Tech giants have repeatedly violated users' trust by purposefully collecting their personal data and using it to manipulate their behaviours. As such, there is a need to educate the wider public about online vulnerability, as well as provide ways for them to protect and take back control of their personal data.

Consensual Doxxing is a discursive design project aimed at raising awareness around data privacy issues as a result of lacking regulations and the widespread dangers of consumers’ personal data being traded in an increasingly digital world.

It features a microsite providing a voyeuristic perspective on personal data by analysing the data of a real-life individual known as X, while also examining the dangers of being unsuspecting and vulnerable online.

Additionally, Privacy For The Private Person is a guidebook comprising advice from various data privacy critics aimed at educating readers in ways to protect their online privacy. It is designed to be printable at home and available online.

Interactive Website,
Research, Copywriting, Art Direction, Visual Design, Website Design, Website Development, Editorial
Final Year Graduation Project

Data Violations

In an era of hyperconnectivity, our personal data is collected, manipulated and traded for financial gain by unknown entities without restriction, recourse or repercussion.

To highlight this issue and educate the wider public on the dangers of online vulnerability, the approach was to make intangible data into a tangible experience, by allowing the audience to feel what it might be like for someone’s online activity to be collected and analysed by unknown entities to form a speculative profile of them. Through this utilisation of this person’s personal data, a caricature of what is being done to consumers is presented to and experienced by the audience.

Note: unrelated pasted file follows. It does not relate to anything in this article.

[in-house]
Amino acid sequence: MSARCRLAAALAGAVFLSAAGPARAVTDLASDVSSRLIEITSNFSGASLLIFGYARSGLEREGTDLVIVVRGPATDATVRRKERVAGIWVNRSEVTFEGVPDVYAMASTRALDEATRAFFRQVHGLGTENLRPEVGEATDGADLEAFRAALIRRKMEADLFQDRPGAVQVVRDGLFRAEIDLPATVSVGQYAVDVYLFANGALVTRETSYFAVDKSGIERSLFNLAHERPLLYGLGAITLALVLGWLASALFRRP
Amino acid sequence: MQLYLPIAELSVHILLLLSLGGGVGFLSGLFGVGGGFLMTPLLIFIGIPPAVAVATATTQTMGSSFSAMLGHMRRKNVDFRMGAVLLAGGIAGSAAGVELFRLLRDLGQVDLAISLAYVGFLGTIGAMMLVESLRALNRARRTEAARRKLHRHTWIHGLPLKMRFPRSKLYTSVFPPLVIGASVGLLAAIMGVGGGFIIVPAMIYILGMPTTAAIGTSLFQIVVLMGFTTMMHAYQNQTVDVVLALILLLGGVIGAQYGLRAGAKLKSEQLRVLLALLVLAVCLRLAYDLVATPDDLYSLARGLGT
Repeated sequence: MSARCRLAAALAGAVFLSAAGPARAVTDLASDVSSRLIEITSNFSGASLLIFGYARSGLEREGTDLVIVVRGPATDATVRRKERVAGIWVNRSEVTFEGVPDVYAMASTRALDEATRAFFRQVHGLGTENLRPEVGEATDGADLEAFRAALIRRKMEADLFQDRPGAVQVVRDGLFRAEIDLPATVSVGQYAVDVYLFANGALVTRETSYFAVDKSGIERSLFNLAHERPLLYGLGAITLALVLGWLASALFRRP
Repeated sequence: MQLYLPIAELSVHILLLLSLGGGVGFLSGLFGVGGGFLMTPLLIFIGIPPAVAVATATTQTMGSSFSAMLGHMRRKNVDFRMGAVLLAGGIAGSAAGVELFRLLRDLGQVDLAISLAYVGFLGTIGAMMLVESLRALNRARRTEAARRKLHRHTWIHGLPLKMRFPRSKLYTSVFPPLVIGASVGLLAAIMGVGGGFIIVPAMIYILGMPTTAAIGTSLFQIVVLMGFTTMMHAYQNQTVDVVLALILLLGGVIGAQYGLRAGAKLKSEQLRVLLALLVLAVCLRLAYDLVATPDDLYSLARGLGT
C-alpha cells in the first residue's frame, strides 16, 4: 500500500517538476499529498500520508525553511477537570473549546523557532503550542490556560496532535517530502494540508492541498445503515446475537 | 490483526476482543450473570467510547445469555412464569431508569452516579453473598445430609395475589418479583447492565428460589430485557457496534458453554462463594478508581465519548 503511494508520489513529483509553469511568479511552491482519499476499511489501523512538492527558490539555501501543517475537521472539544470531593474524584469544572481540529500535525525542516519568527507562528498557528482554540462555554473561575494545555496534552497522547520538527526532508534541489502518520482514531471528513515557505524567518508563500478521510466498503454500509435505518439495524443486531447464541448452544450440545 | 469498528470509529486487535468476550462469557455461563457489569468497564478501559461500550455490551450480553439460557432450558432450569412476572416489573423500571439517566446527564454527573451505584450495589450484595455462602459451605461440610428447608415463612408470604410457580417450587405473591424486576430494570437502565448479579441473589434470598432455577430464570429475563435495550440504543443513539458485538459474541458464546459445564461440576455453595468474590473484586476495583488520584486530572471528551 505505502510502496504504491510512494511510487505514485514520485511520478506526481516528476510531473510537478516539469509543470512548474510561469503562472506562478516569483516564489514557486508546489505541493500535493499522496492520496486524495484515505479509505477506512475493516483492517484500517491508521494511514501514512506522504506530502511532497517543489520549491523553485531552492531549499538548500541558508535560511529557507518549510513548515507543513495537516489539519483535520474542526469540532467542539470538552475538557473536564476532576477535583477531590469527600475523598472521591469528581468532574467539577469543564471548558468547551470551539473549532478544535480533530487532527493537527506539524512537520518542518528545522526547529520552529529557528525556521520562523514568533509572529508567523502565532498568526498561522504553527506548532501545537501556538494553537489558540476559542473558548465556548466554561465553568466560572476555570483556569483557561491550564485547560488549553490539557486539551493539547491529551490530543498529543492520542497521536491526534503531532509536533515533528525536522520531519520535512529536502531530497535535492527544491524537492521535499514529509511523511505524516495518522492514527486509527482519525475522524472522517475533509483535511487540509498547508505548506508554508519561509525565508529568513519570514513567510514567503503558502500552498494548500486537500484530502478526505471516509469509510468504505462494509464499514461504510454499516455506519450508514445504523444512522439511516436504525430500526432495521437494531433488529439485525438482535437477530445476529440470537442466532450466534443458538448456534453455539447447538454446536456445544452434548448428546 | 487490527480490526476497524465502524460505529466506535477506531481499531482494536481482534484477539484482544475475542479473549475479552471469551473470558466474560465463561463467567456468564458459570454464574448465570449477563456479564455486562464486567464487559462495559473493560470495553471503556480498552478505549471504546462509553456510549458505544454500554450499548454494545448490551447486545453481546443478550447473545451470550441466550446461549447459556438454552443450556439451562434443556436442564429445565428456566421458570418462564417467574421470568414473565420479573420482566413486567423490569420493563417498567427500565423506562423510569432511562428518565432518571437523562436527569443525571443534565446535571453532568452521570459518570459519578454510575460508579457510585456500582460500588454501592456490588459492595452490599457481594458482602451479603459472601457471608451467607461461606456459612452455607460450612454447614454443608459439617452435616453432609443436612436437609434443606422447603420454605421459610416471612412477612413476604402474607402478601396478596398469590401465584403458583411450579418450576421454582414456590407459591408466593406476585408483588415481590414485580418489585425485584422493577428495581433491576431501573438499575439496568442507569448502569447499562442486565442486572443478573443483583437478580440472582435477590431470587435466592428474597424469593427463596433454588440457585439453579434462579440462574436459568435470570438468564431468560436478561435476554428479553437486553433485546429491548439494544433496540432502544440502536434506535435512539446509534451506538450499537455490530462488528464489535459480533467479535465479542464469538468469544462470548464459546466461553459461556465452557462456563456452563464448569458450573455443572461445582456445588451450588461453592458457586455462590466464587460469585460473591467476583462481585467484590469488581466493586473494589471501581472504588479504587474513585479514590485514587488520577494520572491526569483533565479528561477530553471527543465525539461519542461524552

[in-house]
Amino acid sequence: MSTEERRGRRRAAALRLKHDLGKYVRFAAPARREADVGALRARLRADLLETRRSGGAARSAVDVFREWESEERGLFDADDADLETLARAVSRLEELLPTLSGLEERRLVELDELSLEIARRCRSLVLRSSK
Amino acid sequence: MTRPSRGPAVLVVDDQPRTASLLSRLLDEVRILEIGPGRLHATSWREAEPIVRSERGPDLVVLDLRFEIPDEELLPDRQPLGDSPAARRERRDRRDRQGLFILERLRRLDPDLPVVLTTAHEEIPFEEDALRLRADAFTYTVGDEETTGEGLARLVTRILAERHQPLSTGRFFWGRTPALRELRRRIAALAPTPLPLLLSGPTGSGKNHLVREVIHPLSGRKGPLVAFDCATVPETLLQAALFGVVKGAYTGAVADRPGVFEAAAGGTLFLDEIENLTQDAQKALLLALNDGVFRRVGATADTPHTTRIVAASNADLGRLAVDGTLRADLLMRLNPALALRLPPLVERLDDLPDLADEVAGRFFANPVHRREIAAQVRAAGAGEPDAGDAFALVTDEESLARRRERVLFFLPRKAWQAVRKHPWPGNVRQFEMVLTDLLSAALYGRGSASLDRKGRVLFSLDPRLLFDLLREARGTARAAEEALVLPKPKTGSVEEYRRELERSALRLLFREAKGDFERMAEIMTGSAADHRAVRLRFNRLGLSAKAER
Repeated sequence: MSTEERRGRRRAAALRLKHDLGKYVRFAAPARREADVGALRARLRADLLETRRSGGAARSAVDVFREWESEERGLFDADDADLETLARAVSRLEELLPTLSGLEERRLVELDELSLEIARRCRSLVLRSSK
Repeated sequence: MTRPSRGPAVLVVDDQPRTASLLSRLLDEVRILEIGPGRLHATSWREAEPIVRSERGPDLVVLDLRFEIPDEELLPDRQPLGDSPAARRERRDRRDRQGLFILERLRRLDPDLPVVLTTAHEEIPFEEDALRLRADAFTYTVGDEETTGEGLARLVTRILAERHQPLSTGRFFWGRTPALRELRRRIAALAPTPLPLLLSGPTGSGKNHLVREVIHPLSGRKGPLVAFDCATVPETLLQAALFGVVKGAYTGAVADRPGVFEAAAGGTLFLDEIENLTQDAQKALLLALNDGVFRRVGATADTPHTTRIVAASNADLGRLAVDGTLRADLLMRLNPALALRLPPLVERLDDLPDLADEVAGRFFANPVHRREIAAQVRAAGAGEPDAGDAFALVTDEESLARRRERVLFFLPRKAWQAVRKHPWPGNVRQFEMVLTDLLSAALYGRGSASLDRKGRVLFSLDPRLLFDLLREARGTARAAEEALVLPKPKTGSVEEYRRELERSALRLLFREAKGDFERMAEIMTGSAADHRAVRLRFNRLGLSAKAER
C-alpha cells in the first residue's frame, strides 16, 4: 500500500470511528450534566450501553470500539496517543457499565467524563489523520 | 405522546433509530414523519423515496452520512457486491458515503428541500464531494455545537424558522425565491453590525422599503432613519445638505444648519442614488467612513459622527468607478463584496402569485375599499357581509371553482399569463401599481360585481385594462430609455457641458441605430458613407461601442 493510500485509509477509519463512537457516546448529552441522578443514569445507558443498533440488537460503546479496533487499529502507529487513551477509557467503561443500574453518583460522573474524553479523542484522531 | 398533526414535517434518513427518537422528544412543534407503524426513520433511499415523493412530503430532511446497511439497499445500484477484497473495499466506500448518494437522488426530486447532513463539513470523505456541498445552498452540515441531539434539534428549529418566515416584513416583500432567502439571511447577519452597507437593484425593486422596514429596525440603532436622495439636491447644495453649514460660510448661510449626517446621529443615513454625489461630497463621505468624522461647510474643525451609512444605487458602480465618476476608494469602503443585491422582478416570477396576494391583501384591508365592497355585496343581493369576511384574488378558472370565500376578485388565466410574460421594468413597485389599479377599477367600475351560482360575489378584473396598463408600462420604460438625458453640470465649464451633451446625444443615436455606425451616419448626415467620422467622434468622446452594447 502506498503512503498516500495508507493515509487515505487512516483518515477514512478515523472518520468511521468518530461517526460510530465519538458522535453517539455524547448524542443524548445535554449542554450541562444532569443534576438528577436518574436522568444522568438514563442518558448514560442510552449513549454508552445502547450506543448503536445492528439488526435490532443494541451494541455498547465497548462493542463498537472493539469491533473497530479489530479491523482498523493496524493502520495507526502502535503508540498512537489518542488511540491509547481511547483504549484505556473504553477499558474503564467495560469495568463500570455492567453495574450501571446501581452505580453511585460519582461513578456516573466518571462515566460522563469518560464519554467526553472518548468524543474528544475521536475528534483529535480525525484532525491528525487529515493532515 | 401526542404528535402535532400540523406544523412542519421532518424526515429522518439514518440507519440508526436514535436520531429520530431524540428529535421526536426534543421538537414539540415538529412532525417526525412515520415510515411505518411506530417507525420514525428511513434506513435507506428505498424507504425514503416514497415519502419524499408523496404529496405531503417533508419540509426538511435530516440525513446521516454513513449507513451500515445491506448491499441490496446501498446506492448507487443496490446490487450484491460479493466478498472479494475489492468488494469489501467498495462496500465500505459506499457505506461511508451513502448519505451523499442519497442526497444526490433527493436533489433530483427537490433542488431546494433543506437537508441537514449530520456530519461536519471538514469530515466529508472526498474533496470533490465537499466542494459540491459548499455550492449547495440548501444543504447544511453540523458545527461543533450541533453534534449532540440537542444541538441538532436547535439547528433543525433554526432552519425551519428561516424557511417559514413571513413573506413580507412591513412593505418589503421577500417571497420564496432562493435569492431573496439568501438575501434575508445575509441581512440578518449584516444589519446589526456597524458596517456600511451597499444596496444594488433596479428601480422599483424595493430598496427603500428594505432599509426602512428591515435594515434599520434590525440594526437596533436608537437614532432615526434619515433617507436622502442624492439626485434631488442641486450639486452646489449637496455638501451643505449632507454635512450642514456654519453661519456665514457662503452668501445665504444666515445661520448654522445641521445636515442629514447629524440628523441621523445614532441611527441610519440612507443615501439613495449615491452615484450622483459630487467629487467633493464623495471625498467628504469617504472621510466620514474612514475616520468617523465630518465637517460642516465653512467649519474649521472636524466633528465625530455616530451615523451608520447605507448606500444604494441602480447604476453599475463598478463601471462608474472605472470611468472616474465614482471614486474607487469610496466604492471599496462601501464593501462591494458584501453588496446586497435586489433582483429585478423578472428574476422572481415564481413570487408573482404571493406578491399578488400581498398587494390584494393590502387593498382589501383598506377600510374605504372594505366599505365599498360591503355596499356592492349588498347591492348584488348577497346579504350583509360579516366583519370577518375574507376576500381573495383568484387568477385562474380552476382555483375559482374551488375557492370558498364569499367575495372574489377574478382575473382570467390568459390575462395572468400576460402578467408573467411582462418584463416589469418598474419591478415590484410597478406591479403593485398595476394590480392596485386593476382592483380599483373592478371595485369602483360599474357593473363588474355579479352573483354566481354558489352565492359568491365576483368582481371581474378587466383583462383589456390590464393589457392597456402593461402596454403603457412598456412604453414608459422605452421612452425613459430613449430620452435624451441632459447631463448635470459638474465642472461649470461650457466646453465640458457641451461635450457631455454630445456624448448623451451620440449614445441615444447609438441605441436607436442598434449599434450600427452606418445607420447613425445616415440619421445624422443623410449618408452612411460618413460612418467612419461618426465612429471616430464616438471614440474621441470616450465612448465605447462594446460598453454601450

Subsequently, the project also dives deeper into the harmful consequences that result from allowing speculative inferences about consumers to roam freely online, and presents all the collected data for the audience to filter through and experience what data brokers are doing with their information.

Art Direction

As one of the root causes of the issue lies with the lack of transparency, all imagery used was lifted directly from screen recordings of the subject’s phone and laptop online activities in order to reflect the need for things to be presented “as they are”.

They are then treated through the lens of machines, by having a bitmap effect applied, as well as a “glitching” or “sweeping” effect that emphasises the loss of our identities to what is being perceived by these entities. Lastly, the images are further manipulated into collages to mimic the loose perceptions that data brokers have of their subjects, to visually warn the audience of the mistruth presented before them.

The overall dark visual tone seeks to jolt readers to the urgency of the message, with the dominant colour red used not only as a symbol of danger/threat, but also to guide readers to areas that require their attention. Additionally, the constant trail of red attached to mouse movement is intentional to make readers more aware of their online movement, where every move taken can’t be erased and is permanently etched into their online experience.

Further Educating Consumers

To further enhance the audience’s understanding of the issue and educate them on various ways to protect their online privacy, a guidebook featuring a collection of advice from data privacy critics was created for those concerned, and is designed to be printable at home and available online.

To ensure that the typical person would be able to assemble a book themselves, the book was designed to be comfortably hand-held, and staple-bound as it is a binding that could be easily achieved at home, with a purposely coloured untrimmed fore-edge to retain the visual theme of the book while avoiding the hassle of having to trim off edges.